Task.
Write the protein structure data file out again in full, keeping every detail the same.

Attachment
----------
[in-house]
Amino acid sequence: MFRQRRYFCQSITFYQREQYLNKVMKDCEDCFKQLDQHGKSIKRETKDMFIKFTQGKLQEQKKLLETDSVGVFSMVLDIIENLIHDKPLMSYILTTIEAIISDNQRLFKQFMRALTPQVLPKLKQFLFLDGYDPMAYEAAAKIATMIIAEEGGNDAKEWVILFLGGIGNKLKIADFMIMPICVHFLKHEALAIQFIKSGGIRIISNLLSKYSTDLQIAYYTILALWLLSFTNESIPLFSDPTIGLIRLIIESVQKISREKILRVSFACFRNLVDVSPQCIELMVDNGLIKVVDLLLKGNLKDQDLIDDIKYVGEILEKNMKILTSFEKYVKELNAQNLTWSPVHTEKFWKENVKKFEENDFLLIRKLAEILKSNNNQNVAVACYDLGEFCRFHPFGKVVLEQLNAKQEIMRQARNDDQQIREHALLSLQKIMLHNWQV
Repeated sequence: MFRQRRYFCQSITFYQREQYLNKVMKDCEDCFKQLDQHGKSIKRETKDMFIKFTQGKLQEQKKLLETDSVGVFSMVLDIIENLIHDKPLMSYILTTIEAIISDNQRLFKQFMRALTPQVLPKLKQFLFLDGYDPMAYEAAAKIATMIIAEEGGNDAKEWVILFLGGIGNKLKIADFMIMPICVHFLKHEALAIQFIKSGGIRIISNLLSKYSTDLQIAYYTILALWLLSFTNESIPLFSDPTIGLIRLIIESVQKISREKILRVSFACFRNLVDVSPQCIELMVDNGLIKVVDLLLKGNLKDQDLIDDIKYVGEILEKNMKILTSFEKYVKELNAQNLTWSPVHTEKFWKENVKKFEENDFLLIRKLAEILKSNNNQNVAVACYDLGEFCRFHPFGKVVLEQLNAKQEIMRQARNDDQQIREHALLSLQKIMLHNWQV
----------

[in-house]
Amino acid sequence: MFRQRRYFCQSITFYQREQYLNKVMKDCEDCFKQLDQHGKSIKRETKDMFIKFTQGKLQEQKKLLETDSVGVFSMVLDIIENLIHDKPLMSYILTTIEAIISDNQRLFKQFMRALTPQVLPKLKQFLFLDGYDPMAYEAAAKIATMIIAEEGGNDAKEWVILFLGGIGNKLKIADFMIMPICVHFLKHEALAIQFIKSGGIRIISNLLSKYSTDLQIAYYTILALWLLSFTNESIPLFSDPTIGLIRLIIESVQKISREKILRVSFACFRNLVDVSPQCIELMVDNGLIKVVDLLLKGNLKDQDLIDDIKYVGEILEKNMKILTSFEKYVKELNAQNLTWSPVHTEKFWKENVKKFEENDFLLIRKLAEILKSNNNQNVAVACYDLGEFCRFHPFGKVVLEQLNAKQEIMRQARNDDQQIREHALLSLQKIMLHNWQV
Repeated sequence: MFRQRRYFCQSITFYQREQYLNKVMKDCEDCFKQLDQHGKSIKRETKDMFIKFTQGKLQEQKKLLETDSVGVFSMVLDIIENLIHDKPLMSYILTTIEAIISDNQRLFKQFMRALTPQVLPKLKQFLFLDGYDPMAYEAAAKIATMIIAEEGGNDAKEWVILFLGGIGNKLKIADFMIMPICVHFLKHEALAIQFIKSGGIRIISNLLSKYSTDLQIAYYTILALWLLSFTNESIPLFSDPTIGLIRLIIESVQKISREKILRVSFACFRNLVDVSPQCIELMVDNGLIKVVDLLLKGNLKDQDLIDDIKYVGEILEKNMKILTSFEKYVKELNAQNLTWSPVHTEKFWKENVKKFEENDFLLIRKLAEILKSNNNQNVAVACYDLGEFCRFHPFGKVVLEQLNAKQEIMRQARNDDQQIREHALLSLQKIMLHNWQV